Authorities have identified 51-year-old construction worker Fernando Martinez as the victim of an accident, which occurred last Monday around 12:30 p.m. when a concrete-block wall at the edge of a nearby residential yard fell onto him, according to the county Medical Examiner’s Office. Martinez had been taking a lunch break at the site, located at Wagner Road and North Marshall Avenue in El Cajon.
Although approximately 35% of on-the-job injuries are caused by machine accidents each year, as well as 14% of work-related deaths. But this unfortunate fatality involved a structural collapse at an East County job site.
Martinez, a resident of Escondido, died at the scene of the accident. Emergency crews spent over an hour cutting through the 6-by-20 foot wall to reach his body, according to Heartland Fire and Rescue spokesperson Sonny Saghera. A co-worker of the victim also suffered minor injuries in the crash.
There are 7. 8 million production workers in the United States construction industry, and in 2015 alone, 4,836 workers were killed on the job, equaling about 13 deaths every day. That’s why it has become the standard procedure to call in the state Division of Occupational Safety and Health, or OSHA, in the event of serious workplace accidents and fatalities such as this one.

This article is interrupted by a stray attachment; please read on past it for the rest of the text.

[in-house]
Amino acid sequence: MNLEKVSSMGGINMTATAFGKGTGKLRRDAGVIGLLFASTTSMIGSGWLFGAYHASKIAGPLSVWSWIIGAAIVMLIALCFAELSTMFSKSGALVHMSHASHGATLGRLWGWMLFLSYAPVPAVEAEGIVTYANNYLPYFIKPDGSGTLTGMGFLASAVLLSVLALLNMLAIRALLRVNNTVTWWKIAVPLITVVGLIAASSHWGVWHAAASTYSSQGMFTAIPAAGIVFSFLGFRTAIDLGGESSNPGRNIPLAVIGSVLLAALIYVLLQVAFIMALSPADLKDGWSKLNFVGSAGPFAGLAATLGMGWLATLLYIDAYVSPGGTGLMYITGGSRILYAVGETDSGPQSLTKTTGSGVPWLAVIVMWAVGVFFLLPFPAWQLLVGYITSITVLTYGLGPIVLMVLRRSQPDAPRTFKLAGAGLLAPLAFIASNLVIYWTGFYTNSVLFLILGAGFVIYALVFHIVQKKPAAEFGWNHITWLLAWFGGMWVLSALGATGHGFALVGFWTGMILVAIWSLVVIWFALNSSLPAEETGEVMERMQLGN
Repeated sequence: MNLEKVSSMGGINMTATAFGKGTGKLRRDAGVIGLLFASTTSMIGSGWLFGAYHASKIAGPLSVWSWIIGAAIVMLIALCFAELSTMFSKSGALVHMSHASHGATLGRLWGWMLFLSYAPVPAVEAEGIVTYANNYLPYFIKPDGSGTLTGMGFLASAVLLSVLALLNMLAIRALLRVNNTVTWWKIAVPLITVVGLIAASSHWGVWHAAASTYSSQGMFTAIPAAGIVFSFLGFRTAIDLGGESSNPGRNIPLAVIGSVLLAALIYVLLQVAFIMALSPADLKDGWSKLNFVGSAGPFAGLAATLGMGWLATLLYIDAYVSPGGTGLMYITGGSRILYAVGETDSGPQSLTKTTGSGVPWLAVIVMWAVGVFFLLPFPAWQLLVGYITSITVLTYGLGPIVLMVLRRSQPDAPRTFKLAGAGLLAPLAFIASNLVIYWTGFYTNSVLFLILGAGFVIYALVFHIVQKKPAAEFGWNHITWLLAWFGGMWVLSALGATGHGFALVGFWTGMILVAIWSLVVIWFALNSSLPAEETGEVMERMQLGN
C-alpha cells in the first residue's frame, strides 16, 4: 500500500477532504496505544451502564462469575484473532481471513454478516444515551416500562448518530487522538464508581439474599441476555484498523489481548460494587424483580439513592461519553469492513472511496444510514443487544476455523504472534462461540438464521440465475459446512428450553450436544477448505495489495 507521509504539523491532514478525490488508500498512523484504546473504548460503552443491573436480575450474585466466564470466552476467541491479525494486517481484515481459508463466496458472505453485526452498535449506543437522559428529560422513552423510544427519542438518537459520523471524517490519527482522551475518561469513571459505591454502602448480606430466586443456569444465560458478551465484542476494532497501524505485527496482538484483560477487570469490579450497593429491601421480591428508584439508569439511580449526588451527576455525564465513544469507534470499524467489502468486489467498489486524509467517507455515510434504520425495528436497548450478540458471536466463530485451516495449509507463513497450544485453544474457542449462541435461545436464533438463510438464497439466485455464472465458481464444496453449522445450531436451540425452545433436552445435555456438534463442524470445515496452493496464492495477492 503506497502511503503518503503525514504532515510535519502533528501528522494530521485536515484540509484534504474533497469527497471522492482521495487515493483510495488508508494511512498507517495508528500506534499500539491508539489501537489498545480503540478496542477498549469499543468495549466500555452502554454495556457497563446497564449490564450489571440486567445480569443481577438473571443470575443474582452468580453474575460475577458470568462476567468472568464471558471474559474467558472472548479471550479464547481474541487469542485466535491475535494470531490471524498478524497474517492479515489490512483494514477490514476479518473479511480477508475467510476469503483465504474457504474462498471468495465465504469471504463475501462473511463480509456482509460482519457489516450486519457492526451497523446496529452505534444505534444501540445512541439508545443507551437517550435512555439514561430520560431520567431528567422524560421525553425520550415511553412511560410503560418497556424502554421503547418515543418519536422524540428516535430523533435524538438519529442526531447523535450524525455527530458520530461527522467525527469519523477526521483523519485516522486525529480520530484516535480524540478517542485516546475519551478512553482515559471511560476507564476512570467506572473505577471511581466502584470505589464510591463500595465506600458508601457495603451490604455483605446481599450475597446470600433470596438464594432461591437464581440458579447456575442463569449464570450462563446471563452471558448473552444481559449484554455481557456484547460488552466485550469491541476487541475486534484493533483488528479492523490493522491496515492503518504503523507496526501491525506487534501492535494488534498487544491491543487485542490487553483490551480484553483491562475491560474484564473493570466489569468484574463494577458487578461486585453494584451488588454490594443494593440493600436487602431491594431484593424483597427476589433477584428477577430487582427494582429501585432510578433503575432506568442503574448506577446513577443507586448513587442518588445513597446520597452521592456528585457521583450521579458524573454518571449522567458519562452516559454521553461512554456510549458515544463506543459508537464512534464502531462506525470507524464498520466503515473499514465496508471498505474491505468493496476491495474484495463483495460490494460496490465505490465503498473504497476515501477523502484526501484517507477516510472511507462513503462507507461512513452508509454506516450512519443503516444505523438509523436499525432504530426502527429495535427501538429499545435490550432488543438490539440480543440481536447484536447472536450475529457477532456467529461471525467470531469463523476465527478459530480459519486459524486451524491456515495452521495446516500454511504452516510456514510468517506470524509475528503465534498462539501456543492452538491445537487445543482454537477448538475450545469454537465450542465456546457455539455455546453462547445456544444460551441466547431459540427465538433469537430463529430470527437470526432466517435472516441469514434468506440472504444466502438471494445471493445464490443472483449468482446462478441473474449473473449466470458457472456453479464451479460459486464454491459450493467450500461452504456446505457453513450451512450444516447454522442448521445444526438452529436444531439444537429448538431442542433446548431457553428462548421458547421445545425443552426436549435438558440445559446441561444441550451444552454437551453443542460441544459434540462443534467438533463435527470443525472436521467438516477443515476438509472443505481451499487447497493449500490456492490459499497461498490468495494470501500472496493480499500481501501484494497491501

“That homeowner should have records of the construction of the wall unless it was there when they bought the home,” said Personal Injury Attorney Craig McClellan.
For the past 35 years, McClellan has been investigating workplace injury and death cases. He said that every aspect of the homeowner and construction company will be looked at, including documents and procedures.
“Eventually, you can track down the construction of the wall, see if permits were pulled to build it, see if it was inspected and approved,” said McClellan.
McClellan further explained that these types of accidents are unfortunate, but occur because of negligence. He said that it may take time, but investigators will eventually uncover the truth.
The United States has the second largest construction market in the world, with expenditures exceeding $900 billion, and McClellan suspects that more than one construction company may be liable for this accident.
“We may be looking at the negligence of more than one construction company,” he said. “So it’s important to find out if the general contractor was supervising subcontractors and what subcontractors were doing in respect to this trench and ensuring it wasn’t undermining the wall.”
OSHA and the San Diego District Attorney’s office will continue their investigation, although they say it could take two to three months to complete. But McClelland is holding out hope.
“Ultimately, responsibility will be determined and I expect that the people responsible will be held to account for this unfortunate death,” said McClellan.